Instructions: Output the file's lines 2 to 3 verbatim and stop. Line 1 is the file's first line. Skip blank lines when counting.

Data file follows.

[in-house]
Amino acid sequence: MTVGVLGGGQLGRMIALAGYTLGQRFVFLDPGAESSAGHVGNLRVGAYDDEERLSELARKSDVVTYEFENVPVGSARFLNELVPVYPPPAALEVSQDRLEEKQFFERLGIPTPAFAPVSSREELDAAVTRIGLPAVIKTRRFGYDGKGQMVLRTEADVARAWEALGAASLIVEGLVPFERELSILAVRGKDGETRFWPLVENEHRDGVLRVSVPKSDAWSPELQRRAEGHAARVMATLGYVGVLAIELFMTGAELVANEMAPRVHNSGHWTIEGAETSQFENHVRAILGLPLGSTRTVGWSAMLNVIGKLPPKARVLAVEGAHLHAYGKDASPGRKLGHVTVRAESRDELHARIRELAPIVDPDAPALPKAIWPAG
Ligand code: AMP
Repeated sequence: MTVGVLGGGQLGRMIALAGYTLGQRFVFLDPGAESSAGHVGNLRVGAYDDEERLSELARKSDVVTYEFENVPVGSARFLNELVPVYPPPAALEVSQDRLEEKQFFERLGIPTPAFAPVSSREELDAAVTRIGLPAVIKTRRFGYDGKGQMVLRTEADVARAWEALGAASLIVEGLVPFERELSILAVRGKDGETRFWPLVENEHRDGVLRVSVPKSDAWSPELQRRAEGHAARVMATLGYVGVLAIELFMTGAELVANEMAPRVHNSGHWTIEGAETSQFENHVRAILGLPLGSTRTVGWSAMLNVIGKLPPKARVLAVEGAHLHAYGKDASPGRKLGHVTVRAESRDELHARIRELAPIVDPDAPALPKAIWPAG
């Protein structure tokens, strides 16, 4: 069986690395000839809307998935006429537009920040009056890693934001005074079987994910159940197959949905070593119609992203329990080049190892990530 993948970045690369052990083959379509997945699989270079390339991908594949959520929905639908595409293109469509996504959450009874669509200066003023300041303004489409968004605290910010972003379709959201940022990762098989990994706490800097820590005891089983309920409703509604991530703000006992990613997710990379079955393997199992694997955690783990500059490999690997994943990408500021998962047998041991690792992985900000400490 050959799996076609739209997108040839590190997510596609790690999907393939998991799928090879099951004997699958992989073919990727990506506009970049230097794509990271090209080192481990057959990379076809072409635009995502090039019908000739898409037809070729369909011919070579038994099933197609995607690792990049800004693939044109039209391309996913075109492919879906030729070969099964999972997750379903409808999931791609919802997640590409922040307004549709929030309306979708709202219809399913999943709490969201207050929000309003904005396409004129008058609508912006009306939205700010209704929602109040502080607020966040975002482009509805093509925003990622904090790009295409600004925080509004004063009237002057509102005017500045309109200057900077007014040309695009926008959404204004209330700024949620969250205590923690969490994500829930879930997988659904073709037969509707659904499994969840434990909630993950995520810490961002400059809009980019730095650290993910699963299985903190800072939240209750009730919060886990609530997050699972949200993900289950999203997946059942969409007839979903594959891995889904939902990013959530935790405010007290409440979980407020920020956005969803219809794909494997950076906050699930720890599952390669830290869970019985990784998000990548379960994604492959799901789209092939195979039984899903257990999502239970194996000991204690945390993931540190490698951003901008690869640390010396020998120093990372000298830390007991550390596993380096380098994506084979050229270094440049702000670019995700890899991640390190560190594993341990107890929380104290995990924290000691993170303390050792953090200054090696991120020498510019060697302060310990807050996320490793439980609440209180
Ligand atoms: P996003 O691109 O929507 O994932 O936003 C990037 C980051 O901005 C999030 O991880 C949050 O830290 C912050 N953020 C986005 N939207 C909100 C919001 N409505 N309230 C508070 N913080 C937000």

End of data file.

Amino acid sequence: MTVGVLGGGQLGRMIALAGYTLGQRFVFLDPGAESSAGHVGNLRVGAYDDEERLSELARKSDVVTYEFENVPVGSARFLNELVPVYPPPAALEVSQDRLEEKQFFERLGIPTPAFAPVSSREELDAAVTRIGLPAVIKTRRFGYDGKGQMVLRTEADVARAWEALGAASLIVEGLVPFERELSILAVRGKDGETRFWPLVENEHRDGVLRVSVPKSDAWSPELQRRAEGHAARVMATLGYVGVLAIELFMTGAELVANEMAPRVHNSGHWTIEGAETSQFENHVRAILGLPLGSTRTVGWSAMLNVIGKLPPKARVLAVEGAHLHAYGKDASPGRKLGHVTVRAESRDELHARIRELAPIVDPDAPALPKAIWPAG
Ligand code: AMP